Pediatric Oncology Nursing:
Because Children Can't Fight Cancer Alone

"My patients are superheroes, the ones I believe in most." - Valeria R

Valeria is a pediatric oncology nurse - a highly specialized and sensitive role. Caring for children with cancer brings out a myriad of emotions and can test one's resiliency. At the end of the day, these brave children are inspirational and their resiliency and strength encourage all of us to keep fighting.




Valeria [00:00:00]
So I am a nurse, and currently I work as a pediatric oncology nurse hospital infantil little new here in Mexico. It is a hospital that exclusively treats children with cancer and currently I work at the bone marrow transplant unit. Children with cancer are very different from normal kids. They are like little adults, you know, because they are very tough and strong, but still have the essence of a child because they are very innocent and playful. And yeah, I think those are the strongest people I've ever met them and their parents of course.

Brooke Smith [00:00:54]
Hi, everyone, and thank you for joining our crafting wellness podcast. And today I have the pleasure of introducing you to Valeria. Hello, Valeria, how are you?

Valeria [00:01:03]
Hi, Brooke, I'm doing very well. Thank you for inviting me today.

Brooke Smith [00:01:08]
Oh, thank you so much for joining us. So can you kind of just give us a little introduction of yourself? Just let everybody get to know you a little bit.

Valeria [00:01:19]
Yes. So I am a nurse and currently I work as a pediatric oncology nurse hospital infantil in Mexico. It is a hospital that exclusively treats children with cancer, and currently I work at the bone marrow transplant unit.

Brooke Smith [00:01:40]
Wow, so how long have you been doing this job?

Valeria [00:01:44]
This job for almost two years now

Brooke Smith [00:01:46]
That has to be an incredibly difficult, but also incredibly inspiring and beautiful job.

Valeria [00:01:56]
Yes, it is. Yes.

Brooke Smith [00:01:58]
Can you tell us a little bit about how you found this job, like how you got into nursing?

Valeria [00:02:04]
Yes. So I studied Universitat Autonoma the Great. It would is a public university in my state, but actually the best one for nursing. Incredible. I studied for four years, and then after graduating, I started to work as a school nurse and then also half of the time. The other half of the time I used to work with a pediatrician in Council three, and even then I didn't see myself working with kids for my whole life. It wasn't until I started to work at Ito, which is where I work now that I found myself loving kids. And I guess it's because children with cancer are so much different from normal kids, I guess.

Brooke Smith [00:02:51]
I bet. So when you were a school nurse, was that like elementary school like younger kids as well?

Valeria [00:03:00]
Yes. Well, it was a school for like since kindergarten to high school.

Brooke Smith [00:03:05]
Then you went to work in pediatrics. Yes. OK. And then so how did you kind of find the specialty with kids? Just wonder how you even come across oncology nursing with with children?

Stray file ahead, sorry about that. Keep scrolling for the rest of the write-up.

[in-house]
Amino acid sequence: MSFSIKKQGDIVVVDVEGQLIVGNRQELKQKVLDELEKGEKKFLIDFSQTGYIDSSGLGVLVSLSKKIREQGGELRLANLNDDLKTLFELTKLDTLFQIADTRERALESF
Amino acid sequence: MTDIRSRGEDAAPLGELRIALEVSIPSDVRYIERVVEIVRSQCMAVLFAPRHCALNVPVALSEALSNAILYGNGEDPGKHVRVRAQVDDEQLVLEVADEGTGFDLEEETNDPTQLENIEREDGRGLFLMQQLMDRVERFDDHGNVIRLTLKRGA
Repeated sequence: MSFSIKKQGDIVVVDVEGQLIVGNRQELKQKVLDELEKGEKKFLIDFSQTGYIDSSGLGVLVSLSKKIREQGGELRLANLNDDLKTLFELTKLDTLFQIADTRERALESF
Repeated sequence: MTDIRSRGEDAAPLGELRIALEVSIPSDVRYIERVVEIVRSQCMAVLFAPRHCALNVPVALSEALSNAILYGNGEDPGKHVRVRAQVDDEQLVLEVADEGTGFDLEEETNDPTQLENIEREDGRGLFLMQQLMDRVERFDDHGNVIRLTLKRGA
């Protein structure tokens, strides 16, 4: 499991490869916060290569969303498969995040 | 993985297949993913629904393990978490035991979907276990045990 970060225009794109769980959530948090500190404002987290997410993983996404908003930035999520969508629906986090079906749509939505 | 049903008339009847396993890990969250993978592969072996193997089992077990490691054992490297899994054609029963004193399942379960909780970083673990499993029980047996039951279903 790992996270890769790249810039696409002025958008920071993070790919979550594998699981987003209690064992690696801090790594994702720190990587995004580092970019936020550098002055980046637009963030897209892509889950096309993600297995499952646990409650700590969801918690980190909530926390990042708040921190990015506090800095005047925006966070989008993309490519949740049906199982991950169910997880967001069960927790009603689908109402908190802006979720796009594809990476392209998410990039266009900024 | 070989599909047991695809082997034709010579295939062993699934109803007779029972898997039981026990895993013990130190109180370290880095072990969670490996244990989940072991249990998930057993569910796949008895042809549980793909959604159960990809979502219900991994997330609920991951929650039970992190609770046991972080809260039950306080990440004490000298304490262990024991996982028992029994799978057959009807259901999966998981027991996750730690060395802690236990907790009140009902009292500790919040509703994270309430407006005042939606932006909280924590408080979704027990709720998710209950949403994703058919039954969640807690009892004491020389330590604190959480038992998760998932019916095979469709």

Valeria [00:03:19]
Yeah, I think it's a funny story, because when I was studying nursing and I went to my clinicals, I remember when I was doing pediatrics as a clinical, I thought, I'm never going to work with kids. Like I thought it wasn't for me, you know? But then my first job as a nurse was a school nurse, and then I used to work with a pediatrician. And as I told you before, I even then, I didn't think I was going to work with kids for my whole life. But then I have a friend who works at the hospital that I work at, and he told me about the job and I just applied and I don't know, I just fell in love with the kids in there and the job,

Brooke Smith [00:04:04]
they love that so much. I I know I've seen on your Instagram page just how beautiful of a job that is to kind of be there for them during such a difficult time. So as a pediatric oncology nurse, can you tell us a little bit about the day in the life of you?

Valeria [00:04:22]
Yeah, so well, it's like very different every day. I mean, it's not the same, but we get assigned our patients. We can just have maximum four patients because the kids are, like, very complex so we can apply chemotherapy or they can get critical pretty easily. So we have to be like super paying attention to them. They also get like a lot of transfusions and procedures. So I think it's like every day, but right now I work at the bone marrow transplant unit and it's a little more like it's very different from the normal hospitalization for the. kids.

Brooke Smith [00:05:14]
Talk a little bit about the bone marrow transplant unit and what that entails.

Valeria [00:05:19]
So bone marrow transplant is also called a stem cell transplant, and it is a therapy for four children with cancer, mostly leukemia, but not exclusively for leukemia. And it is infusion of healthy bone marrow into the body to stimulate new bone marrow growth is like a pretty complex therapy. We have to give the children high doses of chemotherapy to condition the body to make space for the new bone marrow. And so kids also get, like very immunocompromised, so we have to take a lot of infection control. And yeah, so there are two types of bone marrow transplant is autologous, which the patient, the old patient, kind of donates their own stem cells. And there's also any transplant and it can be from a family donor or someone that is not related, but it's matched to it.

Brooke Smith [00:06:30]
It's a pretty stressful job because you're dealing with really innocent life and very young life. And so I can imagine that doing that job kind of can be emotionally draining. Can you talk a little bit about what you do for yourself to kind of balance when you have difficult days and kind of how you get through those?

Valeria [00:06:58]